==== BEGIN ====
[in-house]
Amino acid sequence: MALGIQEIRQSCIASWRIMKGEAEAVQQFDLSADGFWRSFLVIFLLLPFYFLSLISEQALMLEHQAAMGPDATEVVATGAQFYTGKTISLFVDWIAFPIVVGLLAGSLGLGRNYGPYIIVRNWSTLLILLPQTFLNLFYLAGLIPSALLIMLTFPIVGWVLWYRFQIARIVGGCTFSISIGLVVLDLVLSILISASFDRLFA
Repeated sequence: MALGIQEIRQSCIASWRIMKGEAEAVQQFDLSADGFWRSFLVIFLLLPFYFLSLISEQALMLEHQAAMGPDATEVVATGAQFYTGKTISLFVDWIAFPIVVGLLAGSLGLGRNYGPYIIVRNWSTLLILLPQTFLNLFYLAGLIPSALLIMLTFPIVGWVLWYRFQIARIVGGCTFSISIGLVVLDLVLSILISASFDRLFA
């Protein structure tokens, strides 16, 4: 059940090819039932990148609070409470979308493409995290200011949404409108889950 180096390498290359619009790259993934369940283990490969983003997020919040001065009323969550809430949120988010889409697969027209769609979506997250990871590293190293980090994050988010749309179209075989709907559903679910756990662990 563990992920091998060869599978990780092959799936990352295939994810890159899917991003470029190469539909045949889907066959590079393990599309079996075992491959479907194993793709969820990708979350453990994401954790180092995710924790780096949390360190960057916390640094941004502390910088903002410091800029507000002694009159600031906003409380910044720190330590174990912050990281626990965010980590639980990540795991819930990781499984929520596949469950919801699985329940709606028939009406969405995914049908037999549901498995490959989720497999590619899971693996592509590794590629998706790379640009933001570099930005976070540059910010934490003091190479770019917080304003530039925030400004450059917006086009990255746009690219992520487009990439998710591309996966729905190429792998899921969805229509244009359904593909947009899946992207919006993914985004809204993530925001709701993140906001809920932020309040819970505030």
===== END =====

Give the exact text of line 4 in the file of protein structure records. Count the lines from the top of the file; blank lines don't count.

């Protein structure tokens, strides 16, 4: 059940090819039932990148609070409470979308493409995290200011949404409108889950 180096390498290359619009790259993934369940283990490969983003997020919040001065009323969550809430949120988010889409697969027209769609979506997250990871590293190293980090994050988010749309179209075989709907559903679910756990662990 563990992920091998060869599978990780092959799936990352295939994810890159899917991003470029190469539909045949889907066959590079393990599309079996075992491959479907194993793709969820990708979350453990994401954790180092995710924790780096949390360190960057916390640094941004502390910088903002410091800029507000002694009159600031906003409380910044720190330590174990912050990281626990965010980590639980990540795991819930990781499984929520596949469950919801699985329940709606028939009406969405995914049908037999549901498995490959989720497999590619899971693996592509590794590629998706790379640009933001570099930005976070540059910010934490003091190479770019917080304003530039925030400004450059917006086009990255746009690219992520487009990439998710591309996966729905190429792998899921969805229509244009359904593909947009899946992207919006993914985004809204993530925001709701993140906001809920932020309040819970505030």